x—wires under fertile x—pressway

'Cyberspace' as a term is sort of over. It's over in the way that, after a certain time, people stopped using the suffix '-electro' to make things cool, because everything was electrical. 'Electro' was all over the 20th century, and now it's gone. I think 'cyber' is sort of the same way.

William Gibson





The ubiquitous computational thought that forms the superstructures of the 21st century city require a sort of blind faith into their ability to predict and categorise everything into endless functionality data shared between travel nexuses and banks, optimised route formations, surveillance cameras and whatever else needs to be interoperable Meanwhile, the same computational thinking produces jumbled machinic content designed to be ordered preferentially for the atomised user of smart technologies. This permanent connectivity vanishes a third space between work and home. So what tactics do we have to build such a space?


In the 1960s, William S. Burroughs suggested that the Reality Studio directs its users through a drugged out and pornographic model of control, producing a type of desire that desires its own dead affect through predictable recordings of mechanical response patterns. To capture this artificial need within the speedfreak economy, he developed the 'cut-up' writing technique, in which fragments of his writing would be scissored and rearranged just as the Dadaists did it 40 years prior. For Burroughs, this jumbled machinic content feed would operate as a disruption of the societies of control. However, the advent of smartphones that are never out of reach has revealed that this shuffling content program is the preferred mode of surveillance kapital, with its algorithms that order things for individual users based on durational attention they give to things.


Markov chains are used in internet applications to predict and order an individual user's interest in series of data presented in their feeds. For instance, the Google PageRank feature is defined by a Markov chain. The maths going on here structures itself around a sort of game of snakes and ladders in which the possible future states are always fixed and defined by probabilistic rules within a stochastic [randomised] process. This type of mathematical object is also known as a 'random walk'. When the Situationists imagined new ways of navigating Paris at the same time as Burroughs was writing his cut-ups, they proposed the theory of the dérive [drift], a technique of 'rapid passage through varied ambiances'. They hoped that by submitting themselves to the contours of the city they would be able to access a kind of time that was uninterrupted by the spectacle of modernity, in order to discover the 'objective' terrain. Now, it's near impossible to navigate the city without passing through any of the computational grid that frames our affect, and even if you leave your phone at home, it is wondering why you have not checked it in that period of time, and attempting to predict what you will want to see when you next interact with it.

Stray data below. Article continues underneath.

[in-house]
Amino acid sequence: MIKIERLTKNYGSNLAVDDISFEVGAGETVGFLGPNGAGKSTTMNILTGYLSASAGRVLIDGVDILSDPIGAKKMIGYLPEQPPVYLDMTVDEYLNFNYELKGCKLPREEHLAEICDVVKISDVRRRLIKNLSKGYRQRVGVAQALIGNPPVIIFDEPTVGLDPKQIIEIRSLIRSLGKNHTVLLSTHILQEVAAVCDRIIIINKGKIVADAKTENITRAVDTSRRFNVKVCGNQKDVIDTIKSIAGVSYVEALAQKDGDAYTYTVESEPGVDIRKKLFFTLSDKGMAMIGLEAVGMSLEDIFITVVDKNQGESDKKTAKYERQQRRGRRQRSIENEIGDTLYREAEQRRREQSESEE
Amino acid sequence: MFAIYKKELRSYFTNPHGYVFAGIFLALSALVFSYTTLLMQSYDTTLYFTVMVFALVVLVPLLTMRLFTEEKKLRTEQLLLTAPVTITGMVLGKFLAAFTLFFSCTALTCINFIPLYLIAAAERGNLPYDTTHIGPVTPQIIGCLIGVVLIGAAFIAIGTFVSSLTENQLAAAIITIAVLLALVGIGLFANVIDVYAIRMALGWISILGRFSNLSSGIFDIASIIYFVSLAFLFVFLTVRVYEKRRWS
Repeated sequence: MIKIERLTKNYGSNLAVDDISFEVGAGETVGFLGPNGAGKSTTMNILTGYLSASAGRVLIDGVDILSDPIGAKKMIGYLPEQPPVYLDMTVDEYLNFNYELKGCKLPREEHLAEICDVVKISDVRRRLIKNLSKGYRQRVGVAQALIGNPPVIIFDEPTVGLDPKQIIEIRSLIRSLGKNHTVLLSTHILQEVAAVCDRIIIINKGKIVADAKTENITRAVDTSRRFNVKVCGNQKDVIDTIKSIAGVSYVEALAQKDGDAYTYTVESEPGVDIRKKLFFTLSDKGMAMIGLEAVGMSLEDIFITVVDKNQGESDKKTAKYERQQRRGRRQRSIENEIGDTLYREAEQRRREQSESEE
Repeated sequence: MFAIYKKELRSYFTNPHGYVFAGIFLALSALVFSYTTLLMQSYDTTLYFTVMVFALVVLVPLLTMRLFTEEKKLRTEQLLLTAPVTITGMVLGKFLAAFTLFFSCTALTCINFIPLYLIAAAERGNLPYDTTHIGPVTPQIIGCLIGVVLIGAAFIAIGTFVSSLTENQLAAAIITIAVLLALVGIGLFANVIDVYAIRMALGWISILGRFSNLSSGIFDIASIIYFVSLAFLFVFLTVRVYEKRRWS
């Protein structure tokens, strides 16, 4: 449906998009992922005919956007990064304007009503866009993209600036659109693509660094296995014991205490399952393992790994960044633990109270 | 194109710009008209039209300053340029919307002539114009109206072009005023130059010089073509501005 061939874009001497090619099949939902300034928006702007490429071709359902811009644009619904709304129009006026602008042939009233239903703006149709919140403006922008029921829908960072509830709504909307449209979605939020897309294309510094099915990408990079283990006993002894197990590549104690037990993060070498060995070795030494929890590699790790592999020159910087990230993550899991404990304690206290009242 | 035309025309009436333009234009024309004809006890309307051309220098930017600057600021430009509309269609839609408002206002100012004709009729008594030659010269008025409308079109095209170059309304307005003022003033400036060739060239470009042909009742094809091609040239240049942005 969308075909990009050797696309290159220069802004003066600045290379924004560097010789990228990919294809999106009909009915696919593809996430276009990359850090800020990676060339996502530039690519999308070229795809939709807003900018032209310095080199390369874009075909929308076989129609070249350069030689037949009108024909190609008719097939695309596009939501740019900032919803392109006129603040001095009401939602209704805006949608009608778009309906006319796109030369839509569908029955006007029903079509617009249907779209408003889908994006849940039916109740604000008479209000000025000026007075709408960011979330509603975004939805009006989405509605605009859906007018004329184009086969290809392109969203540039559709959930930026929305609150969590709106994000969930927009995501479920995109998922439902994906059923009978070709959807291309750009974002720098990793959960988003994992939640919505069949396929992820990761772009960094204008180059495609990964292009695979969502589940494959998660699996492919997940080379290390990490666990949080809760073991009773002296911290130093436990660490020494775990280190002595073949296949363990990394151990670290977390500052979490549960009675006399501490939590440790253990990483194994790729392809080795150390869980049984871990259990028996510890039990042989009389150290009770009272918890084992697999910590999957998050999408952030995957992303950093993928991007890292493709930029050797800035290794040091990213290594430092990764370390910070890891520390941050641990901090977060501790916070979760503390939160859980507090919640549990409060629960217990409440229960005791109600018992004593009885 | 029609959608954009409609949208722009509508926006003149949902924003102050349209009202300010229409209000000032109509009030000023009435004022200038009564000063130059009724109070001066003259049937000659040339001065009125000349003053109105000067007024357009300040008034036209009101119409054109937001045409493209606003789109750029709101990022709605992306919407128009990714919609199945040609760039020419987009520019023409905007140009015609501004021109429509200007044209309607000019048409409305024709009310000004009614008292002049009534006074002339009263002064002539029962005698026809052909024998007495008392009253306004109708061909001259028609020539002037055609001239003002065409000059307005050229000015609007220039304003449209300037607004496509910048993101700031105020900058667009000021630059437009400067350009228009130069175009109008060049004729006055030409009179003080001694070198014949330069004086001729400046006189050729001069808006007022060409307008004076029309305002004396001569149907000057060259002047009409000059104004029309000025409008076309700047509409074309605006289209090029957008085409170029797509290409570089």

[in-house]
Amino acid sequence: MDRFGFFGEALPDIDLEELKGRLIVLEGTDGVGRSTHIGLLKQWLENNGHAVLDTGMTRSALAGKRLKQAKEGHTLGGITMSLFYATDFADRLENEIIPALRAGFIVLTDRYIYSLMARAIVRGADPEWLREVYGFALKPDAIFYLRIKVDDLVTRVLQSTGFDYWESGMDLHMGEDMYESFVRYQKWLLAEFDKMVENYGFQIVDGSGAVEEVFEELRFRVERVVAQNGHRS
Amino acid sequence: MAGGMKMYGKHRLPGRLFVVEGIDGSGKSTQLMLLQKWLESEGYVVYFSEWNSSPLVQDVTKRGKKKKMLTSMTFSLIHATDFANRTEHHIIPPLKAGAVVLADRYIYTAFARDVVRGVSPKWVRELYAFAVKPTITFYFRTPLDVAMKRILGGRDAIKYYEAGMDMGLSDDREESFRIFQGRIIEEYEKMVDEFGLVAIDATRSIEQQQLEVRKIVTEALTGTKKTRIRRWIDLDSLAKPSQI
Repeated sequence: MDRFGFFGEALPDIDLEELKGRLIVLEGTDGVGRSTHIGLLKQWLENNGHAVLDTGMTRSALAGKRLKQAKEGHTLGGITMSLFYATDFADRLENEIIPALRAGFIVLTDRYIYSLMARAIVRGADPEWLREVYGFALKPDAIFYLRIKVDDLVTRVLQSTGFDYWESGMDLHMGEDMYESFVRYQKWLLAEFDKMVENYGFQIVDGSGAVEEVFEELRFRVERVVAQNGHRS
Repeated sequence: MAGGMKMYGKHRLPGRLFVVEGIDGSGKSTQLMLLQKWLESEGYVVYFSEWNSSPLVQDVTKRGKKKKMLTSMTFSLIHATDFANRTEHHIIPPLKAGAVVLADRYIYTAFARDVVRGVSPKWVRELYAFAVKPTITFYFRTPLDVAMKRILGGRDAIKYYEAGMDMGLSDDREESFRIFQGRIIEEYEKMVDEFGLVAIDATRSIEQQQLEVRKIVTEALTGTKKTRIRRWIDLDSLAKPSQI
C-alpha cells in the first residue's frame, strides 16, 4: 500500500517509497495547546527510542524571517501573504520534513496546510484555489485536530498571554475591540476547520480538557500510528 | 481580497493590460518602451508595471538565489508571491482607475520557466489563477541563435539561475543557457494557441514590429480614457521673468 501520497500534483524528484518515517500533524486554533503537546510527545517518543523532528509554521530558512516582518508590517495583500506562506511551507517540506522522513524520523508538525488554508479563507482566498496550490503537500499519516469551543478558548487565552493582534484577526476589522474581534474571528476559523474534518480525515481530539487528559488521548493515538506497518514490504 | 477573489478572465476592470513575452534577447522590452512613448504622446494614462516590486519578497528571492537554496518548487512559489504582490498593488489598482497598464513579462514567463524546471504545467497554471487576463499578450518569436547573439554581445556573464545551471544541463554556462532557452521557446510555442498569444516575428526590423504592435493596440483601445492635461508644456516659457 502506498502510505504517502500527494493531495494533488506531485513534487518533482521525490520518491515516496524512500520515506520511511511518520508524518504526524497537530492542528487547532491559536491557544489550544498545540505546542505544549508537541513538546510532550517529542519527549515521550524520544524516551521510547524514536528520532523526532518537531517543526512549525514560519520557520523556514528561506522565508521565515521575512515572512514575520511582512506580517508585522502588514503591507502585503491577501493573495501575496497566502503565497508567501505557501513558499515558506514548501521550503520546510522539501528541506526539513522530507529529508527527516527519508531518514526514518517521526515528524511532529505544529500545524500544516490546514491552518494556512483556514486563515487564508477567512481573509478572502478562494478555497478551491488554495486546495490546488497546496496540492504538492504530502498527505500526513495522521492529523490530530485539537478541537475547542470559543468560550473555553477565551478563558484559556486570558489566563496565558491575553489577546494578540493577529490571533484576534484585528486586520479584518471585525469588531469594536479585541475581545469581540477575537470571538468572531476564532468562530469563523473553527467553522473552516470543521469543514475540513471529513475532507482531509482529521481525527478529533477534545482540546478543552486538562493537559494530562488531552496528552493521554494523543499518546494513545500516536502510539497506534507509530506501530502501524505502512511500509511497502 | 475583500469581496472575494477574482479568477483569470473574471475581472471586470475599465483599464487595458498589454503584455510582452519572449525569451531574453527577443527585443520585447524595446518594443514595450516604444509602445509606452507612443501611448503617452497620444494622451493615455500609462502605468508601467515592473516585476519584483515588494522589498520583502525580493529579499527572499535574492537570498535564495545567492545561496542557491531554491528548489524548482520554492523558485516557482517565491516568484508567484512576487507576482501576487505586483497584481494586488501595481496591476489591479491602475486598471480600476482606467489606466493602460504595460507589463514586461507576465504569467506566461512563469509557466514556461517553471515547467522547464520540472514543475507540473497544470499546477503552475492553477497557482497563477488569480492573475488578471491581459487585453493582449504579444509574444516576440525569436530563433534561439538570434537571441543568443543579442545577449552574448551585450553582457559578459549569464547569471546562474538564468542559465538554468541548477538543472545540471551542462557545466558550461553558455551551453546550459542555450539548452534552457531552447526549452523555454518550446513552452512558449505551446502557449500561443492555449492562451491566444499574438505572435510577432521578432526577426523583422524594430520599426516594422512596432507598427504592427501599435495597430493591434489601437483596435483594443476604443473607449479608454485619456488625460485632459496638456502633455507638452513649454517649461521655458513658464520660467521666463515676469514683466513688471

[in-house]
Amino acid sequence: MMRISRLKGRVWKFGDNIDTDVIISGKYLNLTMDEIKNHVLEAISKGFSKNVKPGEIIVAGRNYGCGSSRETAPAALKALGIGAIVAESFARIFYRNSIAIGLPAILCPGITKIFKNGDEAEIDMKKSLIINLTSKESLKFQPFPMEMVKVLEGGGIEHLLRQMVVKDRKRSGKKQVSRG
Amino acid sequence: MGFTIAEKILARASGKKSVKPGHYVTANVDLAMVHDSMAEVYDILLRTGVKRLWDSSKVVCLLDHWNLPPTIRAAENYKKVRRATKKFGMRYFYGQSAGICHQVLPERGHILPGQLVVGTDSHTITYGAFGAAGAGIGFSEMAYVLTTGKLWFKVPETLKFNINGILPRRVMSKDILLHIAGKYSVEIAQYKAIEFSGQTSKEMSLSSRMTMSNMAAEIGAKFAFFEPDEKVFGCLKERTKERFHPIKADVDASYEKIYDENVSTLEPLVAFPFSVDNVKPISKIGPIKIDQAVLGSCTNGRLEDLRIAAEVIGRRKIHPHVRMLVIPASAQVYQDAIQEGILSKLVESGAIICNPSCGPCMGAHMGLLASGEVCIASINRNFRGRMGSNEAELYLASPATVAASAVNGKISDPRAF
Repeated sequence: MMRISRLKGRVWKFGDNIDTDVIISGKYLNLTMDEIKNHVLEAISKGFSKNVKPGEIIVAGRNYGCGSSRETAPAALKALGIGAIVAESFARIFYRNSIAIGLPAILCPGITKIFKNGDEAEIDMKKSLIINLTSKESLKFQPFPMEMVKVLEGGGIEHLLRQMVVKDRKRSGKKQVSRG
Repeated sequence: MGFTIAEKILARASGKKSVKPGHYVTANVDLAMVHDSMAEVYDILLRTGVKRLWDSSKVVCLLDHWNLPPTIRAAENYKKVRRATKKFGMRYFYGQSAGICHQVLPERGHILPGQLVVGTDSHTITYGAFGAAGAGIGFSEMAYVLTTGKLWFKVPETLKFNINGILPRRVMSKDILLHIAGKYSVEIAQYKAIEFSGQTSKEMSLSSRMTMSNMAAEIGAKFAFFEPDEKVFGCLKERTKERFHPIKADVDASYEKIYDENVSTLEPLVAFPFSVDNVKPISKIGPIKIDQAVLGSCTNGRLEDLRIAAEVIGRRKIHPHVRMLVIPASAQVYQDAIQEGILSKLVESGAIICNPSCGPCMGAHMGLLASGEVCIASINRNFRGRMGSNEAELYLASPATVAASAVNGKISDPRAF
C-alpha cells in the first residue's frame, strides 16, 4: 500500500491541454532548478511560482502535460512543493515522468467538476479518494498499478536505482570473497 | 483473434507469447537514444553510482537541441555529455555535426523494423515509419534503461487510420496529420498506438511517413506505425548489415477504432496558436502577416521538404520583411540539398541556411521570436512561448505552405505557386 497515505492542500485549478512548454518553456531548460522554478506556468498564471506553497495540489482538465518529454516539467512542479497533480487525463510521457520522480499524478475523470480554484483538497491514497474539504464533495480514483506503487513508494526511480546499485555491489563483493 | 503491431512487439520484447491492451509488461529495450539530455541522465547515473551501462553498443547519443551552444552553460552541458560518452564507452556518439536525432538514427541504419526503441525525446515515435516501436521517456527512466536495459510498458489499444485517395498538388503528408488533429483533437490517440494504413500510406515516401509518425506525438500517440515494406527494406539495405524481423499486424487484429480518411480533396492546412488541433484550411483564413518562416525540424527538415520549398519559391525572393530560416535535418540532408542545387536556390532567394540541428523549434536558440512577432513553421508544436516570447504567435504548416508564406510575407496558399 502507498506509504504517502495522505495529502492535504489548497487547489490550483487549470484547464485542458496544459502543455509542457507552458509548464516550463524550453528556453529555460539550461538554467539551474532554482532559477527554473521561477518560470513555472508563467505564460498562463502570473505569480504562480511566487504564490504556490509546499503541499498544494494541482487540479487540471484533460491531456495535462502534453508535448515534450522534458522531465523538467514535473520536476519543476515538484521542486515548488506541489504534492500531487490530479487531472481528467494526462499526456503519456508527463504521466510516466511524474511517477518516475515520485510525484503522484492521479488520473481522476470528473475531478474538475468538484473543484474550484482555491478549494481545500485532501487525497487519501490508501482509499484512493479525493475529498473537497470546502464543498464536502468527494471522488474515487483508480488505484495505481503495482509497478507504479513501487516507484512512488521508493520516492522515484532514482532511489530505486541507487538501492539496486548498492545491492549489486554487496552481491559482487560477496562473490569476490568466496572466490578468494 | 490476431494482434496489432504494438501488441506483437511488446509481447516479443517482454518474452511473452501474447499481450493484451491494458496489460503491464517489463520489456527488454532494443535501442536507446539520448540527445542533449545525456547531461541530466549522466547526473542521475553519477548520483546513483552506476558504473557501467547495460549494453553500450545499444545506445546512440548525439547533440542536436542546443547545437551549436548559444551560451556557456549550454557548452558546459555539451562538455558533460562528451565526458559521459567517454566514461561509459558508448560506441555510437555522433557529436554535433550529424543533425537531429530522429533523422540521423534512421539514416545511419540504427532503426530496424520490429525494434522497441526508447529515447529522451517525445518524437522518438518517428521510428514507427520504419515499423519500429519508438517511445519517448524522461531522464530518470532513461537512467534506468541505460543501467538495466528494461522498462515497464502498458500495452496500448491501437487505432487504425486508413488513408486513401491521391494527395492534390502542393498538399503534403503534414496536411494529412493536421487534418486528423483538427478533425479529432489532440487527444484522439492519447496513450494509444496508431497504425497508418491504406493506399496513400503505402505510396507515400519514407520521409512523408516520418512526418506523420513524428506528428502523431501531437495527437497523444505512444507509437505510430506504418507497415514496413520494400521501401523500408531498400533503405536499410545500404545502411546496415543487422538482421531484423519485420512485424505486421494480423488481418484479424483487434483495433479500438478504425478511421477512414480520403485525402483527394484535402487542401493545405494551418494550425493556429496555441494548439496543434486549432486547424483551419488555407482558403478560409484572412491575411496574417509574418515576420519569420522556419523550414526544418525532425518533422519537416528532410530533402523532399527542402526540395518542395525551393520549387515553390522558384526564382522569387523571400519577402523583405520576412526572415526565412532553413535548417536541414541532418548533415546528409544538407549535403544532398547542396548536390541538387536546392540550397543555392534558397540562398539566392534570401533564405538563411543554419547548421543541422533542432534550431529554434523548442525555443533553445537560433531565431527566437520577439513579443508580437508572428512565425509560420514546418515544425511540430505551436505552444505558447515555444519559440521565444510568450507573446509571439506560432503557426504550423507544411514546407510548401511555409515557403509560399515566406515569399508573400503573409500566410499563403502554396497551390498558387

For James Bridle, as he argues in New Dark Age, it is these predictive machines giving rise to the largest database of knowledge ever produced that has made it impossible for us to forge a consensus reality. If we understand that these new technologies feed off us like parasites need submissive response patterns but not deathly submission (in the same way that Burroughs understood drugs and porn in the 60s) we might be able to access a kind of psychedelic urbanism. Scratching the itch of personalised content algorithms in itself of course is not a revolutionary procedure, but doing so in tandem with other recombinatory techniques may help access a time and space artificially stripped from us. In Alain Resnais' Last Year In Marienbad, the characters appear trapped inside the endless loop of a labyrinth. As the audience, our best bet in understanding what is happening here is to resist the temptation to try figure what is really going on beneath the surface: to us the characters are no different to the marble statues scattered across the garden of the mansion, and both have been positioned so carefully on the surface of the labyrinth that it would be missing the point to guess what's going on underneath. In the same way, we will never be able to comprehend the black-boxed technologies that dictate so much of what we see. We can only know the ideological frameworks that set them in motion.


the plane of immanence is pre-philosophical and does not immediately take effect with concepts, it implies a sort of groping experimentation and its layout resorts to measures that are not very respectable, rational, or reasonable. These measures belong to the order of dreams, of pathological processes, esoteric experiences, drunkenness, and excess. We head for the horizon, on the plane of immanence, and we return with bloodshot eyes, yet they are the eyes of the mind. Even Descartes had his dream. To think is always to follow the witch’s flight.

G. Deleuze & F. Guattari, What Is Philosophy?


I intend, then, to build a Markov chain in the form of a Twitter bot that constantly generates ideas that 'follow the witch's flight'. By feeding the bot any kind of transcript of forums responding to current events in the urbanism-technology nexus I hope that it will produce an endless stream of new recombinations of texts that have the potential to influence temporal collective responses to the city's pitiless consciousness razing. The film embedded at the beginning of this post combines manually cut-up drift notes with un/randomised handheld footage and a soundtrack sampling David Sylvian and Ryuichi Sakamoto's Forbidden Colours, as well as Pop Smoke and 808Melo's Dior.



Follow the twitter bot: @xpressbot1

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